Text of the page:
The human anatomy is such a wonderful masterpiece. We have so many body parts that we don’t the functions of. One such example is the inconspicuously placed groove under our nose. We know it’s there; we see it everyday when we look at our faces in the mirror. But what is it for exactly?
Known scientifically as the philtrum, this groove is found below our nose, running to the top of our lips. During development, the embryo starts developing facial features during the sixth to eighth week. Oddly enough, the philtrum marks the area where the human face merges into one whole part during development in the mother’s womb. According to Dr. Michael Mosley, “The three main sections of the puzzle meet at your top lip, creating the groove that is the philtrum”. Failure of these sections to fuse properly leads to congenital defects, specifically cleft palate.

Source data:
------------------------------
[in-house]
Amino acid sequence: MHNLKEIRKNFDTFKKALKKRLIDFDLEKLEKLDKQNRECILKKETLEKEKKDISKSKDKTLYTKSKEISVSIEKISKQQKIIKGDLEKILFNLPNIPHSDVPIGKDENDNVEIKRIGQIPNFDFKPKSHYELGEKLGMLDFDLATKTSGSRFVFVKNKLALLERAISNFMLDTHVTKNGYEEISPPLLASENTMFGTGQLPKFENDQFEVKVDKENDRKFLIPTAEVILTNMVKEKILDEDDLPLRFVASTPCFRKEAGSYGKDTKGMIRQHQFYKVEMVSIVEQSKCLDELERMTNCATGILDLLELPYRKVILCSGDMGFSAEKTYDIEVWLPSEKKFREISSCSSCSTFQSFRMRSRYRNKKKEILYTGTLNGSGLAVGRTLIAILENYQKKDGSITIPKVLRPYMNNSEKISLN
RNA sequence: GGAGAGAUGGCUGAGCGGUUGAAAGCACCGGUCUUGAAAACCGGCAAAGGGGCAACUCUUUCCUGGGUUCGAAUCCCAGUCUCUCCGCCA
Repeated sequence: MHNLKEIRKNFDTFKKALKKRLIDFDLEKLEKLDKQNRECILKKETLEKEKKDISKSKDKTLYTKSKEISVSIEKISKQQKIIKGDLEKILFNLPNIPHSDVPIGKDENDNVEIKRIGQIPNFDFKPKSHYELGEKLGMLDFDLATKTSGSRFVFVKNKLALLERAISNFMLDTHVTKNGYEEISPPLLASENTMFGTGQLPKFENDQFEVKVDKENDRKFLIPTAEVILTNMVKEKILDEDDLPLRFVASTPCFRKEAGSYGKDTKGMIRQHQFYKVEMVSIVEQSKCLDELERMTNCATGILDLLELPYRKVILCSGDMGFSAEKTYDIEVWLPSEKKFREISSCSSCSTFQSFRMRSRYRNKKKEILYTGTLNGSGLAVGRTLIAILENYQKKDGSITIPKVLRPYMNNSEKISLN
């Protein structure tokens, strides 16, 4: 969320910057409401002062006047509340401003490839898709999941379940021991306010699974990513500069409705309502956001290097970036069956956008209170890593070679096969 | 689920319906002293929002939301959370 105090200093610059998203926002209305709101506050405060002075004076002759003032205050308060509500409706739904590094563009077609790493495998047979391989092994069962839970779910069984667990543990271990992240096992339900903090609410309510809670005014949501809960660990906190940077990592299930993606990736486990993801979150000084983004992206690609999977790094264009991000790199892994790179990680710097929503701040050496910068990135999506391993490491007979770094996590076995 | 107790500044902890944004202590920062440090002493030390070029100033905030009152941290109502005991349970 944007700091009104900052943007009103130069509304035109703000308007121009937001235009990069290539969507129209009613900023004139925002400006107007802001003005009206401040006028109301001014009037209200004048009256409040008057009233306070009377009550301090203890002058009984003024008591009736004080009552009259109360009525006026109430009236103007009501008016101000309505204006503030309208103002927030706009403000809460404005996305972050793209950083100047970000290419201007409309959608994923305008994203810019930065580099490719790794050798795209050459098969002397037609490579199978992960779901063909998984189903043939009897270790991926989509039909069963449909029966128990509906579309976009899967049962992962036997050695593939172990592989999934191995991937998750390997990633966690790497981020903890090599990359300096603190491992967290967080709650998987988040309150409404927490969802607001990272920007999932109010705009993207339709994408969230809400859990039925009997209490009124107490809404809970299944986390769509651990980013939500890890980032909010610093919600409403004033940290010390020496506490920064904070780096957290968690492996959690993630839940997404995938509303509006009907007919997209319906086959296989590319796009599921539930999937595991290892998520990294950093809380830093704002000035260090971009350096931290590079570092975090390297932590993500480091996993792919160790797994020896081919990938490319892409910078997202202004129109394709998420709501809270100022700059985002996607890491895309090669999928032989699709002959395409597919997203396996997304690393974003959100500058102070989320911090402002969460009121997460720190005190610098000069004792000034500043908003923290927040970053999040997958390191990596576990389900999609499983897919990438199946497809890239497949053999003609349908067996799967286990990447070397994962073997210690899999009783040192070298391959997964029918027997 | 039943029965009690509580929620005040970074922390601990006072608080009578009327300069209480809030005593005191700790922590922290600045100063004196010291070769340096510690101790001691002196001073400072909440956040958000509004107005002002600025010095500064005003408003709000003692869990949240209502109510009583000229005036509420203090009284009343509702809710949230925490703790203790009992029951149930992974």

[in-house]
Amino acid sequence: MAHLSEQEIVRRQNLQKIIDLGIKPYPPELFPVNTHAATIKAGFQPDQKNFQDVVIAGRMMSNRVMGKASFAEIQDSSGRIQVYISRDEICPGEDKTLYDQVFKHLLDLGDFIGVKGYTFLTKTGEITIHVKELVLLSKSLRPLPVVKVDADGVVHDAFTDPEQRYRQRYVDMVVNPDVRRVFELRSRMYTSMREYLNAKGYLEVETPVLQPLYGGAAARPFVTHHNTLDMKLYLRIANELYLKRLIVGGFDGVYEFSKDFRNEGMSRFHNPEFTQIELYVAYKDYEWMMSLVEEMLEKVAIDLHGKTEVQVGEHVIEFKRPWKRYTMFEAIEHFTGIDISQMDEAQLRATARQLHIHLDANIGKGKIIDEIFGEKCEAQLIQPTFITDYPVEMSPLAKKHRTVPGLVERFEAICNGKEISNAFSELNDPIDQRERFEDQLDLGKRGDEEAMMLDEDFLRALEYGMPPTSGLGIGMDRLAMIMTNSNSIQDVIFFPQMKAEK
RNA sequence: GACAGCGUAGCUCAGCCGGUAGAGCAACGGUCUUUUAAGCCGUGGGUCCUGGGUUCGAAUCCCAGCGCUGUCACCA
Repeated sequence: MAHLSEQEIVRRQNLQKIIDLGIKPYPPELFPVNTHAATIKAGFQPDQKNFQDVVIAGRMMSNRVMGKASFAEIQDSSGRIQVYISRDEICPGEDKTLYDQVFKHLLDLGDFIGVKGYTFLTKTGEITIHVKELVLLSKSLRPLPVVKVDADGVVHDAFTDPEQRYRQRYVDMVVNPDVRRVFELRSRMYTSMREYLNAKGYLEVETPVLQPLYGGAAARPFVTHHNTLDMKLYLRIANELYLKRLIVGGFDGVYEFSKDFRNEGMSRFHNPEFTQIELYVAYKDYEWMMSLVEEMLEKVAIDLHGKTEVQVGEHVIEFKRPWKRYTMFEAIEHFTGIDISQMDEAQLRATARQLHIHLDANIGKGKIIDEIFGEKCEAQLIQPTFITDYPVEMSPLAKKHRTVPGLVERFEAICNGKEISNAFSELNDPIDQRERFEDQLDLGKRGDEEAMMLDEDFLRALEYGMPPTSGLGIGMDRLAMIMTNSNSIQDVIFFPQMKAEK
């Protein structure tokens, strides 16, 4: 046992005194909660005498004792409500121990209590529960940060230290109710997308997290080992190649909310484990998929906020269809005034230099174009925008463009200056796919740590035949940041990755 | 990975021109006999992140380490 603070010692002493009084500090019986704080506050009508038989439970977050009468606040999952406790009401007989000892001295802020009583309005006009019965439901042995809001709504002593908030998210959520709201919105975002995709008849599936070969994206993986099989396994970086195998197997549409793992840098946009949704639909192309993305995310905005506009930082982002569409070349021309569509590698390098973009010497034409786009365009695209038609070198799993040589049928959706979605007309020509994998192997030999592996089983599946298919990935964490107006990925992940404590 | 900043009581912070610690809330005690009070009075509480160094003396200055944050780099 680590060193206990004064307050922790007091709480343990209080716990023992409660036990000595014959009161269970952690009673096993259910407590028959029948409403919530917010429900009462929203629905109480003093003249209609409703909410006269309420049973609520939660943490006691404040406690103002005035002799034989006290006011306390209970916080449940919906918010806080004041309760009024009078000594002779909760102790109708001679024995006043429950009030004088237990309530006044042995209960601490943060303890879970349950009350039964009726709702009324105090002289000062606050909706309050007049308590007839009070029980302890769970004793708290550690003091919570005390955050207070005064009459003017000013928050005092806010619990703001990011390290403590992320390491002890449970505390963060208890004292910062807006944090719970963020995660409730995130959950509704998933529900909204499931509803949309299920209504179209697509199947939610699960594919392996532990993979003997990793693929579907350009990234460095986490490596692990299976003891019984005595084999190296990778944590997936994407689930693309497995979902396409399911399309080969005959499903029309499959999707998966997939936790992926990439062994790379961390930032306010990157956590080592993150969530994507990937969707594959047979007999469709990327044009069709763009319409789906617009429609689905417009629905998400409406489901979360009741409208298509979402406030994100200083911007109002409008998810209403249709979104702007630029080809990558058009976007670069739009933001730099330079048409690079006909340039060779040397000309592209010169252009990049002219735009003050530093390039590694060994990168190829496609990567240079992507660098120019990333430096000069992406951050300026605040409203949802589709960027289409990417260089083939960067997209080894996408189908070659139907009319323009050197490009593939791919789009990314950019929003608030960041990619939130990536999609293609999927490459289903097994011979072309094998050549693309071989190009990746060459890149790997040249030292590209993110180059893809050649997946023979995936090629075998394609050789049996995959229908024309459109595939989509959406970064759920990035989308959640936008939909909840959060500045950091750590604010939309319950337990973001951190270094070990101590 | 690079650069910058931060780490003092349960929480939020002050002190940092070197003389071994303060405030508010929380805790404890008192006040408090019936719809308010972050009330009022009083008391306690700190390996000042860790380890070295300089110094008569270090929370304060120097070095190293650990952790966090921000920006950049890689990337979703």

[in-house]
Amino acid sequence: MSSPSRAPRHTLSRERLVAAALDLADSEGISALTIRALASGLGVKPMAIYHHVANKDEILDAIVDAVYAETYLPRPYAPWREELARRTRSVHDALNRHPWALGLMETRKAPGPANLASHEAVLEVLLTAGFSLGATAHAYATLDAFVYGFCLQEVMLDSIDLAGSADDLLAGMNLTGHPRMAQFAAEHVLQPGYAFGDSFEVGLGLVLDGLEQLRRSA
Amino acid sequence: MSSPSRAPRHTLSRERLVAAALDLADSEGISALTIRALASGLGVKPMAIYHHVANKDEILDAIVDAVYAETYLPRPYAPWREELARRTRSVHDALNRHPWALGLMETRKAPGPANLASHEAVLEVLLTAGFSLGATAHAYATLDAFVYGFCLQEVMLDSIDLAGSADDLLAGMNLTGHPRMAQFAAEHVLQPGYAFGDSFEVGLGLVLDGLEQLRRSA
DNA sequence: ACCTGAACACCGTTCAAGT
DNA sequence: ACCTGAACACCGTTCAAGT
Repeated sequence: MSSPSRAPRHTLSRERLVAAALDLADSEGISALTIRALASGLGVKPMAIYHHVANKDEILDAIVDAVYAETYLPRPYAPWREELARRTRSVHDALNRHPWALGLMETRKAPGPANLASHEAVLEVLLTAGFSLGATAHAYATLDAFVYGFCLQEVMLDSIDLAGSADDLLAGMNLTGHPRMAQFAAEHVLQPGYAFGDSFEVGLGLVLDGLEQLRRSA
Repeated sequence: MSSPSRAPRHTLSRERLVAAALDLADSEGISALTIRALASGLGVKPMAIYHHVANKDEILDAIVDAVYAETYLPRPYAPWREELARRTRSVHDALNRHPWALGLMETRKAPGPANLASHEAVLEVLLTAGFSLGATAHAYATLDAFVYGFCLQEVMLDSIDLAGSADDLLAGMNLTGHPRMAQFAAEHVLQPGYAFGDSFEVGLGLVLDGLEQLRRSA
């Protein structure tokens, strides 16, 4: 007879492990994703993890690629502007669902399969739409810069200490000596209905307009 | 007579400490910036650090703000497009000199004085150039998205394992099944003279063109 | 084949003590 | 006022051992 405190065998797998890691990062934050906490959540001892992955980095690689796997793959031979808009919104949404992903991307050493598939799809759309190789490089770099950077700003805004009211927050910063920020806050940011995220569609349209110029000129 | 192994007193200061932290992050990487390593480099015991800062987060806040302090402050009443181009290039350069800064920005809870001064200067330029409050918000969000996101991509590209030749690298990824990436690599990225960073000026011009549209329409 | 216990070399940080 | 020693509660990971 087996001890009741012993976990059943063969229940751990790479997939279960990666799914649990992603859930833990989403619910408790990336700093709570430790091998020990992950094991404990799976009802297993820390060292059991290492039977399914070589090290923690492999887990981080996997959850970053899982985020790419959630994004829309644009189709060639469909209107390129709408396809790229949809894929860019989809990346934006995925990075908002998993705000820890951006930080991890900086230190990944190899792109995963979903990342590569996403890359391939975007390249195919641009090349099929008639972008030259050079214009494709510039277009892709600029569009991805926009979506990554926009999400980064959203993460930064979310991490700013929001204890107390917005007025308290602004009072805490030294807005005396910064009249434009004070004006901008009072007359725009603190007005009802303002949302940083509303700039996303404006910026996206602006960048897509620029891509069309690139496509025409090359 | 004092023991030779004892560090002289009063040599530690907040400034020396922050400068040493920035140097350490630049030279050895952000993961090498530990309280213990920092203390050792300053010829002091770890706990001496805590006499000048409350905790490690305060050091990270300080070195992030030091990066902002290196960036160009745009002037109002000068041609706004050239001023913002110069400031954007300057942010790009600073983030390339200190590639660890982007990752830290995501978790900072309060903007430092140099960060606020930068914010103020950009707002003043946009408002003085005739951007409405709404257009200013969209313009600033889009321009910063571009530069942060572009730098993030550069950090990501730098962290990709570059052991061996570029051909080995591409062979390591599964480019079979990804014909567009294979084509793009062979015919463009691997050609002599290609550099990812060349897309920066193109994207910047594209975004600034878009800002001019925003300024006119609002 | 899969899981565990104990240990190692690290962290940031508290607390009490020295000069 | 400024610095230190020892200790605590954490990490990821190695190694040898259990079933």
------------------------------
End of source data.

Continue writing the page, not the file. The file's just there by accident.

Want to see how it all works? Watch this amazing video of how a baby’s face forms during develop in the womb. What’s even more amazing is that these scans were taken from an actual developing baby.